President script
Saturday, September 29, 2007

Garrison Keillor: Coming up right after this message from—


GK: ...hang on a second, we've got a phone call coming in—(PICKUP) Hello? (MAN ON PHONE) It's for you.

Martin Sheen: For me? Who'd be calling me here? (FUMBLING WITH PHONE) Hello?

TR (BUSH): President Bartlett? It's George W. Bush. A.k.a. The Decider.

MS: Mr. President-what a surprise—

TR (BUSH): Thanks for taking my call. Got a couple of questions that have been kind of festering here—if you don't mind—

MS: What can I do for you, Mr. President?

TR (BUSH): Well, I don't know if you knew it but I'm starting to come toward the end of my tenure here.

MS: Yes, I've heard people mention that now and then.

TR (BUSH): Kinda feel like I'm sliding down the slippery slope into a pig wallow.

MS: What can I do to help?

TR (BUSH): Well, I'm thinking about my legacy. Damage control. You faced a lot of trials and tribulations as President of the United States. And you came out clean on the other side. Wanna know how you did that.

MS: Well, I was just an actor, playing the President on TV.

TR (BUSH): I know. Me too. That's why I'm calling you. Thought we could talk, mano-a-mano.

MS: Yes, but, you see, I was playing a role, reading lines my writers wrote for me.

TR (BUSH): Yeah, tell me about it. What do you think I'm doing? I got a writer and his name is Cheney. Just not so sure he wrote me a very good show. Wrote me a lot of lines like, " I will continue to articulate what I believe and I believe what I believe is true." I mean, what is that?

MS: I don't really know.

TR (BUSH): Not exactly "of the people, by the people, on the people."

MS: No—

TR (BUSH): Listen to this line: "People say, how can I help on this war against terror? How can I fight evil? You can do so by mentoring a child; by going into a shut-in's house and say I love you." I look at that line now and I say, "Why did I read that?"

MS: Well, maybe you need a new writer.

TR (BUSH): I'm getting to be more and more a jerk every episode—it's getting tiring.

MS: Where do you want your character to go?

TR (BUSH): Somewhere I don't have to talk a lot. I see myself as more of an outdoors guy, wearing a big hat.

MS: So Texas then.

TR (BUSH): Texas, right. A state that is dangerously overgrown with brush. I feel my character could really get in there and clear it out.

MS: Well, there are other roles you could audition for. Cowboy roles. Can you sing?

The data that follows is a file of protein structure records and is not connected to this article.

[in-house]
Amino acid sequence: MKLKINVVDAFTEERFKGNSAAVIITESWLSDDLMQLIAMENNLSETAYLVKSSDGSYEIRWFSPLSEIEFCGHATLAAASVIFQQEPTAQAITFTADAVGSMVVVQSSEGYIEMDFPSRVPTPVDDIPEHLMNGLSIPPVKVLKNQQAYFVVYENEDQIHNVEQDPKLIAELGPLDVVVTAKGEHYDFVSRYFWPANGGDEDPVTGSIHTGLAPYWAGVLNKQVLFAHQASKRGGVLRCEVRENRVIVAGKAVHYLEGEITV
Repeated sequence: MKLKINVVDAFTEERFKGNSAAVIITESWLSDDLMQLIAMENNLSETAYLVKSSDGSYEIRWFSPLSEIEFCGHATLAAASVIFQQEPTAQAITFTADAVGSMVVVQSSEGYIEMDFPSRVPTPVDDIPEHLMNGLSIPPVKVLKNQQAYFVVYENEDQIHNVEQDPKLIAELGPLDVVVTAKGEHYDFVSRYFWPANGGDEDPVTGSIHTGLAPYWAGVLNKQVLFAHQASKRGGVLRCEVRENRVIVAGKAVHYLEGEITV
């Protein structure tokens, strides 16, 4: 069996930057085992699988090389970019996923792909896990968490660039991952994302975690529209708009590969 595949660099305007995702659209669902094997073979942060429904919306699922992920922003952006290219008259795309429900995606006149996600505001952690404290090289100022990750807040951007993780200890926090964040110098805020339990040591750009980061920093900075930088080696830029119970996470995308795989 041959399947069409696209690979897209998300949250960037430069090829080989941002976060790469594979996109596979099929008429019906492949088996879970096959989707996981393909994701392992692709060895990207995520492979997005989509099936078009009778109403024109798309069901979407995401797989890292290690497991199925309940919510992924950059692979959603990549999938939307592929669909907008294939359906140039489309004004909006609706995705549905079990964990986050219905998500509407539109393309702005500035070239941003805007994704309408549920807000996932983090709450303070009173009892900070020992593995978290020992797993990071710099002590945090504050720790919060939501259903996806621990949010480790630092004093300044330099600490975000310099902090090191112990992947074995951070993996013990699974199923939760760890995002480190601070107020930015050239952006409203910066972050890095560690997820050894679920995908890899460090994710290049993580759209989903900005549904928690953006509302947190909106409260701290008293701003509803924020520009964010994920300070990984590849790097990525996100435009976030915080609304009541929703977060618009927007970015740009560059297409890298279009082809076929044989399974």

TR (BUSH): Heck yes. Been singing all my life. I like to sing while I work out. (SINGS)

Yes, there were times, I'm sure you knew
When I bit off more than I could chew
But through it all, when there was doubt
I ate it up and spit it out
I faced it all and I stood tall and did it my way

MS: You know, I could sort of see you as a kind of James Dean, like in "East of Eden" — the son who doesn't quite fit in — the misfit—

TR (BUSH): What are you saying, Bartlett? You think I'm a misfit? Say, what if I got into romantic comedies? Always wanted to make a movie with Meg Ryan.

MS: I don't know, Mr. President— I think people see you as more of a dramatic actor.

TR (BUSH): Thank you.

MS: I think you have a knack for tragedy.

TR (BUSH): People tell me that. I just don't see it. So what do other Presidents do when their terms are over? I gotta figure out something fast.

MS: You could write your memoirs—

TR (BUSH): No thanks. I'm trying to forget most of that stuff.

MS: You could get to work on your presidential library.

TR (BUSH): I'm thinking more like a Presidential Fitness Center. Lotta treadmills and machines.

MS: That could work, too.

TR (BUSH): Well, I gotta get moving. Cheney just handed me a new episode. It's called "Divide and Conquer." So I gotta go run lines.

MS: Good luck with that.

TR (BUSH): Hey thanks for talking with me. Bartlett. See you around.

MS: Bye. (CLICK)

GK: The President of the United States, ladies and gentlemen—

Old Sweet Songs: A Prairie Home Companion 1974-1976

Old Sweet Songs

Lovingly selected from the earliest archives of A Prairie Home Companion, this heirloom collection represents the music from earliest years of the now legendary show: 1974–1976. With songs and tunes from jazz pianist Butch Thompson, mandolin maestro Peter Ostroushko, Dakota Dave Hull and the first house band, The Powdermilk Biscuit Band (Adam Granger, Bob Douglas and Mary DuShane).

Available now»

American Public Media © |   Terms and Conditions   |   Privacy Policy